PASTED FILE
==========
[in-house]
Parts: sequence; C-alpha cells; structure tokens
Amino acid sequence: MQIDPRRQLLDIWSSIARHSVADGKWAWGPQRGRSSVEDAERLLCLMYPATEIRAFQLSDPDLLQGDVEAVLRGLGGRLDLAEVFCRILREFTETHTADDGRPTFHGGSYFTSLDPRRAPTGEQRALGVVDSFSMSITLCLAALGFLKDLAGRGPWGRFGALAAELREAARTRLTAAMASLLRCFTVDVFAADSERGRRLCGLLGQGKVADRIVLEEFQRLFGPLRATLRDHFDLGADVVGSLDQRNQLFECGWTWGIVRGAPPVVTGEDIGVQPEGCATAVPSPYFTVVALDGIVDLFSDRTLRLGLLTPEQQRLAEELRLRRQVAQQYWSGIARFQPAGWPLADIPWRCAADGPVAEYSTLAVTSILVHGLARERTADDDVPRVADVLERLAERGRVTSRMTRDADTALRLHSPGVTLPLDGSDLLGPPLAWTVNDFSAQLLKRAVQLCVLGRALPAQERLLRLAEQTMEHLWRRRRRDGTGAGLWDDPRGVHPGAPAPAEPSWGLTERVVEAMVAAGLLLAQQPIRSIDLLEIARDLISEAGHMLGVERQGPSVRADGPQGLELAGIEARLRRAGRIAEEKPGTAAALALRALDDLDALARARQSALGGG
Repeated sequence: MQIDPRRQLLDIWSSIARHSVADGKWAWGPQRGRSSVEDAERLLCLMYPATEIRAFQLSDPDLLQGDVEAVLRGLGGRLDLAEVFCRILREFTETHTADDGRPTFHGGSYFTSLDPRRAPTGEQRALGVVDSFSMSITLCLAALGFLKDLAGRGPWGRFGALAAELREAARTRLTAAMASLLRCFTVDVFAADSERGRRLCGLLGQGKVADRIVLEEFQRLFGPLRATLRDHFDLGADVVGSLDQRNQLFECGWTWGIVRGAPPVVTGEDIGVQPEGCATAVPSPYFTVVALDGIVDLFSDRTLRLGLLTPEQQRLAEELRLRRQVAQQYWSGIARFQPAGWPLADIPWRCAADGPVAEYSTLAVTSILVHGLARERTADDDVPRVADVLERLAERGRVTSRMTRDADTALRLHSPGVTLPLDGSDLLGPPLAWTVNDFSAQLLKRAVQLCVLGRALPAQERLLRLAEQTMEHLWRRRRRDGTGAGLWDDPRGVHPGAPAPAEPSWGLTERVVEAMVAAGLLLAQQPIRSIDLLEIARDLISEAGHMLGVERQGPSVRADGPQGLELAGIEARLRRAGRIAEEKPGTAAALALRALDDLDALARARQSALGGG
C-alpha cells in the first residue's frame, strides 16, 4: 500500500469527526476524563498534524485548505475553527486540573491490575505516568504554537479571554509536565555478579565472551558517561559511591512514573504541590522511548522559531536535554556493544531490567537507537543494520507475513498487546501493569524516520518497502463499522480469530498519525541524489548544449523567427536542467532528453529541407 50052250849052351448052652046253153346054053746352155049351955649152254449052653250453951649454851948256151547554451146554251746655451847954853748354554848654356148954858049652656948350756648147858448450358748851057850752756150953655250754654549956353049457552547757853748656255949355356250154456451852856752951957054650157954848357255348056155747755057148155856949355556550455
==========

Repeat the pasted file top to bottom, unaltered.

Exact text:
[in-house]
Parts: sequence; C-alpha cells; structure tokens
Amino acid sequence: MQIDPRRQLLDIWSSIARHSVADGKWAWGPQRGRSSVEDAERLLCLMYPATEIRAFQLSDPDLLQGDVEAVLRGLGGRLDLAEVFCRILREFTETHTADDGRPTFHGGSYFTSLDPRRAPTGEQRALGVVDSFSMSITLCLAALGFLKDLAGRGPWGRFGALAAELREAARTRLTAAMASLLRCFTVDVFAADSERGRRLCGLLGQGKVADRIVLEEFQRLFGPLRATLRDHFDLGADVVGSLDQRNQLFECGWTWGIVRGAPPVVTGEDIGVQPEGCATAVPSPYFTVVALDGIVDLFSDRTLRLGLLTPEQQRLAEELRLRRQVAQQYWSGIARFQPAGWPLADIPWRCAADGPVAEYSTLAVTSILVHGLARERTADDDVPRVADVLERLAERGRVTSRMTRDADTALRLHSPGVTLPLDGSDLLGPPLAWTVNDFSAQLLKRAVQLCVLGRALPAQERLLRLAEQTMEHLWRRRRRDGTGAGLWDDPRGVHPGAPAPAEPSWGLTERVVEAMVAAGLLLAQQPIRSIDLLEIARDLISEAGHMLGVERQGPSVRADGPQGLELAGIEARLRRAGRIAEEKPGTAAALALRALDDLDALARARQSALGGG
Repeated sequence: MQIDPRRQLLDIWSSIARHSVADGKWAWGPQRGRSSVEDAERLLCLMYPATEIRAFQLSDPDLLQGDVEAVLRGLGGRLDLAEVFCRILREFTETHTADDGRPTFHGGSYFTSLDPRRAPTGEQRALGVVDSFSMSITLCLAALGFLKDLAGRGPWGRFGALAAELREAARTRLTAAMASLLRCFTVDVFAADSERGRRLCGLLGQGKVADRIVLEEFQRLFGPLRATLRDHFDLGADVVGSLDQRNQLFECGWTWGIVRGAPPVVTGEDIGVQPEGCATAVPSPYFTVVALDGIVDLFSDRTLRLGLLTPEQQRLAEELRLRRQVAQQYWSGIARFQPAGWPLADIPWRCAADGPVAEYSTLAVTSILVHGLARERTADDDVPRVADVLERLAERGRVTSRMTRDADTALRLHSPGVTLPLDGSDLLGPPLAWTVNDFSAQLLKRAVQLCVLGRALPAQERLLRLAEQTMEHLWRRRRRDGTGAGLWDDPRGVHPGAPAPAEPSWGLTERVVEAMVAAGLLLAQQPIRSIDLLEIARDLISEAGHMLGVERQGPSVRADGPQGLELAGIEARLRRAGRIAEEKPGTAAALALRALDDLDALARARQSALGGG
C-alpha cells in the first residue's frame, strides 16, 4: 500500500469527526476524563498534524485548505475553527486540573491490575505516568504554537479571554509536565555478579565472551558517561559511591512514573504541590522511548522559531536535554556493544531490567537507537543494520507475513498487546501493569524516520518497502463499522480469530498519525541524489548544449523567427536542467532528453529541407 50052250849052351448052652046253153346054053746352155049351955649152254449052653250453951649454851948256151547554451146554251746655451847954853748354554848654356148954858049652656948350756648147858448450358748851057850752756150953655250754654549956353049457552547757853748656255949355356250154456451852856752951957054650157954848357255348056155747755057148155856949355556550455